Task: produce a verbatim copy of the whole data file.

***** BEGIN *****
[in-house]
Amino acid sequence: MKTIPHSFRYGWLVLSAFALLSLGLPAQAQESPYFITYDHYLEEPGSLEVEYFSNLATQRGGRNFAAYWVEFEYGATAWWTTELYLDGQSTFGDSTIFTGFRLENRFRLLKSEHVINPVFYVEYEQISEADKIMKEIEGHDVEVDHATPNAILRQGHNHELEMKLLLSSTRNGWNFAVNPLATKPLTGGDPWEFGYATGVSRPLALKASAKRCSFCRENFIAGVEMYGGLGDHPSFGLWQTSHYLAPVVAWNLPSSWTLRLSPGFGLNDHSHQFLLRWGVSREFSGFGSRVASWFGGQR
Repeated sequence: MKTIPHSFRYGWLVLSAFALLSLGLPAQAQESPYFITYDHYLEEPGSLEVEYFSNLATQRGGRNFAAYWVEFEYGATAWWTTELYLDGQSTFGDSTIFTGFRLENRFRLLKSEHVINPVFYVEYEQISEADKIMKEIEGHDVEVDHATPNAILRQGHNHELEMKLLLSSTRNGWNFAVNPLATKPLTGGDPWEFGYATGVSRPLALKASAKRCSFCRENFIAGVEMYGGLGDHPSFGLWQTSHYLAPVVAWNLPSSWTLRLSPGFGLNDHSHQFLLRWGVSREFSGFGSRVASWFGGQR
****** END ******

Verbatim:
[in-house]
Amino acid sequence: MKTIPHSFRYGWLVLSAFALLSLGLPAQAQESPYFITYDHYLEEPGSLEVEYFSNLATQRGGRNFAAYWVEFEYGATAWWTTELYLDGQSTFGDSTIFTGFRLENRFRLLKSEHVINPVFYVEYEQISEADKIMKEIEGHDVEVDHATPNAILRQGHNHELEMKLLLSSTRNGWNFAVNPLATKPLTGGDPWEFGYATGVSRPLALKASAKRCSFCRENFIAGVEMYGGLGDHPSFGLWQTSHYLAPVVAWNLPSSWTLRLSPGFGLNDHSHQFLLRWGVSREFSGFGSRVASWFGGQR
Repeated sequence: MKTIPHSFRYGWLVLSAFALLSLGLPAQAQESPYFITYDHYLEEPGSLEVEYFSNLATQRGGRNFAAYWVEFEYGATAWWTTELYLDGQSTFGDSTIFTGFRLENRFRLLKSEHVINPVFYVEYEQISEADKIMKEIEGHDVEVDHATPNAILRQGHNHELEMKLLLSSTRNGWNFAVNPLATKPLTGGDPWEFGYATGVSRPLALKASAKRCSFCRENFIAGVEMYGGLGDHPSFGLWQTSHYLAPVVAWNLPSSWTLRLSPGFGLNDHSHQFLLRWGVSREFSGFGSRVASWFGGQR